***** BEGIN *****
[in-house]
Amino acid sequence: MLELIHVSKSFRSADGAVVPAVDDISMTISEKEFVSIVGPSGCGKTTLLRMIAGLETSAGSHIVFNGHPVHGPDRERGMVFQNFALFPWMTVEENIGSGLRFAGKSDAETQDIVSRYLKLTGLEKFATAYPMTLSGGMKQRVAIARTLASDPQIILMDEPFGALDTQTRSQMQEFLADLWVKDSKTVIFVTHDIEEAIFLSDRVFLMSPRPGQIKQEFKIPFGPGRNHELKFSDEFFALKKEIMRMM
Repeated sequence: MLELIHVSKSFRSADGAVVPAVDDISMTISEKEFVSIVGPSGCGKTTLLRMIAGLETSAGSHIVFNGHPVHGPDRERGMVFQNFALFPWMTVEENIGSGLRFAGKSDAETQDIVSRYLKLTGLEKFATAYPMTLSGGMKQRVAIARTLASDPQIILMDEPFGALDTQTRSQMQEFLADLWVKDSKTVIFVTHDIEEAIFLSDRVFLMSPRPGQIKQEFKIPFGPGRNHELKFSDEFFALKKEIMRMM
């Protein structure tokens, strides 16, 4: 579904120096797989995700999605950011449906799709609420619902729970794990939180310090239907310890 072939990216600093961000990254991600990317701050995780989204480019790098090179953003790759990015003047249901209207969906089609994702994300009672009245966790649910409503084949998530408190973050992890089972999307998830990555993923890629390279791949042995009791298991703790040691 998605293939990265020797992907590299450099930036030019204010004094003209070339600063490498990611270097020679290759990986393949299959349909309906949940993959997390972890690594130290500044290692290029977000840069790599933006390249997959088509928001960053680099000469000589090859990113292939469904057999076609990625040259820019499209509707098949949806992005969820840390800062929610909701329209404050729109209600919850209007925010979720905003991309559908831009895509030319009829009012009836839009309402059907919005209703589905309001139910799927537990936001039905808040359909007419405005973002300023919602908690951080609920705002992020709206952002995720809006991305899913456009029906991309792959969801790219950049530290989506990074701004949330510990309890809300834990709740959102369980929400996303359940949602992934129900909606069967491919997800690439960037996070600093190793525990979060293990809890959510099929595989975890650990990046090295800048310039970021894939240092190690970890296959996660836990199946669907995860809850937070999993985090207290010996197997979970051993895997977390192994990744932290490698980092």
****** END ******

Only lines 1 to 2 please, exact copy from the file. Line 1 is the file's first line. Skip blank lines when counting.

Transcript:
[in-house]
Amino acid sequence: MLELIHVSKSFRSADGAVVPAVDDISMTISEKEFVSIVGPSGCGKTTLLRMIAGLETSAGSHIVFNGHPVHGPDRERGMVFQNFALFPWMTVEENIGSGLRFAGKSDAETQDIVSRYLKLTGLEKFATAYPMTLSGGMKQRVAIARTLASDPQIILMDEPFGALDTQTRSQMQEFLADLWVKDSKTVIFVTHDIEEAIFLSDRVFLMSPRPGQIKQEFKIPFGPGRNHELKFSDEFFALKKEIMRMM